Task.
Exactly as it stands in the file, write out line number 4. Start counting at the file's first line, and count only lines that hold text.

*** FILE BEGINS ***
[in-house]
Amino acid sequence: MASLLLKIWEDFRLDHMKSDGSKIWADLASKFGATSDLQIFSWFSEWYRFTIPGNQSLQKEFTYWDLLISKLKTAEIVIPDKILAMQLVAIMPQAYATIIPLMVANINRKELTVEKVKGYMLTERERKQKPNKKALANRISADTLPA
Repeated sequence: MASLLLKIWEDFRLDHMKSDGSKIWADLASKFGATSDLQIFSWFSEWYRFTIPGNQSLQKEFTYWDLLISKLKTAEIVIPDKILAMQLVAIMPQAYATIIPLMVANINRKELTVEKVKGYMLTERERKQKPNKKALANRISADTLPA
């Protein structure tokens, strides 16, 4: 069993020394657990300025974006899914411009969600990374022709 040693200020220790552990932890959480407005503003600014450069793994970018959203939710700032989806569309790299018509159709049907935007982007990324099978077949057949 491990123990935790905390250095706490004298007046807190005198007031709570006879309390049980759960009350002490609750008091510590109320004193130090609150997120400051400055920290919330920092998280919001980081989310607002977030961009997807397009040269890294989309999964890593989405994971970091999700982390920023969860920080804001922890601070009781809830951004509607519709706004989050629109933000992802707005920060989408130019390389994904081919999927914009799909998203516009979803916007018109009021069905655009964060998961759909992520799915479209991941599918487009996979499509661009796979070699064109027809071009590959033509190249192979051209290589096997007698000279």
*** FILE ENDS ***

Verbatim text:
């Protein structure tokens, strides 16, 4: 069993020394657990300025974006899914411009969600990374022709 040693200020220790552990932890959480407005503003600014450069793994970018959203939710700032989806569309790299018509159709049907935007982007990324099978077949057949 491990123990935790905390250095706490004298007046807190005198007031709570006879309390049980759960009350002490609750008091510590109320004193130090609150997120400051400055920290919330920092998280919001980081989310607002977030961009997807397009040269890294989309999964890593989405994971970091999700982390920023969860920080804001922890601070009781809830951004509607519709706004989050629109933000992802707005920060989408130019390389994904081919999927914009799909998203516009979803916007018109009021069905655009964060998961759909992520799915479209991941599918487009996979499509661009796979070699064109027809071009590959033509190249192979051209290589096997007698000279």